With the acquisition of Kidaro, Microsoft hopes to bring enterprise customers the same level of management capability...
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for virtual desktops as it currently offers for servers.
Microsoft disclosed its intentions to acquire Kidaro, an Israeli software company, earlier this week. The closely held deal is pending approval from Israeli regulators but is expected to close in 30 days, Microsoft said.
Kidaro makes a client/server application that lets IT managers install, manage and apply policies for virtual desktops.
Microsoft currently sells a desktop virtualization technology called Virtual PC 2007 that lets users run multiple OS sessions side by side on the same desktop. The application's shortcoming is that it targets the individual user, as opposed to the enterprise IT manager, said Gavriella Schuster, senior director of the Windows Product Group at Microsoft.
The Kidaro technology delivers a better user experience, in that if one end user signs onto a Vista desktop and simultaneously launches an application that runs on XP on the same desktop, the administrator now has the ability to make it more or less apparent to the end user, Schuster said.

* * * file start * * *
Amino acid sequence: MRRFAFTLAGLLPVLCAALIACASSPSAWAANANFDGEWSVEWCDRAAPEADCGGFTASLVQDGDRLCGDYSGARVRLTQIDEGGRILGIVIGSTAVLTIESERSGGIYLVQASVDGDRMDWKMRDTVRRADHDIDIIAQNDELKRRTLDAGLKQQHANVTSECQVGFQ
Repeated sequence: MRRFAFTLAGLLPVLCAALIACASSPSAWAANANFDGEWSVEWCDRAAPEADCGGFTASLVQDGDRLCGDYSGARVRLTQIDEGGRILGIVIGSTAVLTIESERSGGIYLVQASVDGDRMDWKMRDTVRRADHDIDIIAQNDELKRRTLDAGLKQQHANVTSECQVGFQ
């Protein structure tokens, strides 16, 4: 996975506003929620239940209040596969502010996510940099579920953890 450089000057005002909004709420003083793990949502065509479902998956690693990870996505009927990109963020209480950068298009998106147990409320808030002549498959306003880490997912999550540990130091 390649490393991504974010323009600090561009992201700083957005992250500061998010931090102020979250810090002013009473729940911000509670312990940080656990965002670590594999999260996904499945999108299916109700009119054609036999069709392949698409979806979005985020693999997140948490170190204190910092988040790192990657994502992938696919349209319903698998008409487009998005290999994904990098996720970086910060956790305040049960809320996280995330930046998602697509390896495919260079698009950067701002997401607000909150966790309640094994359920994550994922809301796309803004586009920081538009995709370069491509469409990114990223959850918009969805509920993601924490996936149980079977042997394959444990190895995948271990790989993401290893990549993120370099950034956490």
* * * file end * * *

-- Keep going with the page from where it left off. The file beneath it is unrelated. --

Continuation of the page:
IT can give permissions and assign policies to end users, Schuster said. "They can put a ribbon around the application, in bright red or something, so [the end user] knows it's running in XP," she said.
This might be helpful in a situation where an end user having a problem with an application needs to make a distinction for IT management. The user can communicate to IT about which OS the application is running in.
Kidaro technology is most comparable to VMware Inc.'s ACE, which also helps IT staff manage virtual desktops from a single point of control. Currently there may not be huge demand from enterprises for virtual desktop management, but one analyst said she can think of a few cases where the Kidaro technology may come in handy.
For example, it might be useful in situations where a company needs to accommodate a person who needs temporary access to an enterprise.
"It might be good for a long-term contractor entering an environment," said Natalie Lambert, an analyst at Forrester Research Inc. in Cambridge, Mass. "You can provision [that person] a machine or they can use their own machine."
It could also give Microsoft a way to get IT shops to upgrade to Windows Vista. Using Kidaro, a user can continue to run a Vista non-compliant application on XP while running on a Vista machine, Lambert said.
Microsoft said it plans to offer the Kidaro technology as part of its Microsoft Desktop Optimization Pack (MDOP), which is available to enterprises with the Software Assurance maintenance agreement as part of their licensing contract. MDOP also includes SoftGrid, Microsoft's technology for streaming applications to the desktop.
Though Kidaro helps manage virtual images on a desktop, IT shops need System Center Virtual Machine Manager 2007 to do the same on a server. Eventually, Kidaro will see some level of integration with the System Center family of products, Schuster said.
In particular, at some point Kidaro users will likely be given the option of running standalone or integrating with System Center Configuration Manager, just as it is doing with SoftGrid 4.5, which will be released in late summer, she said.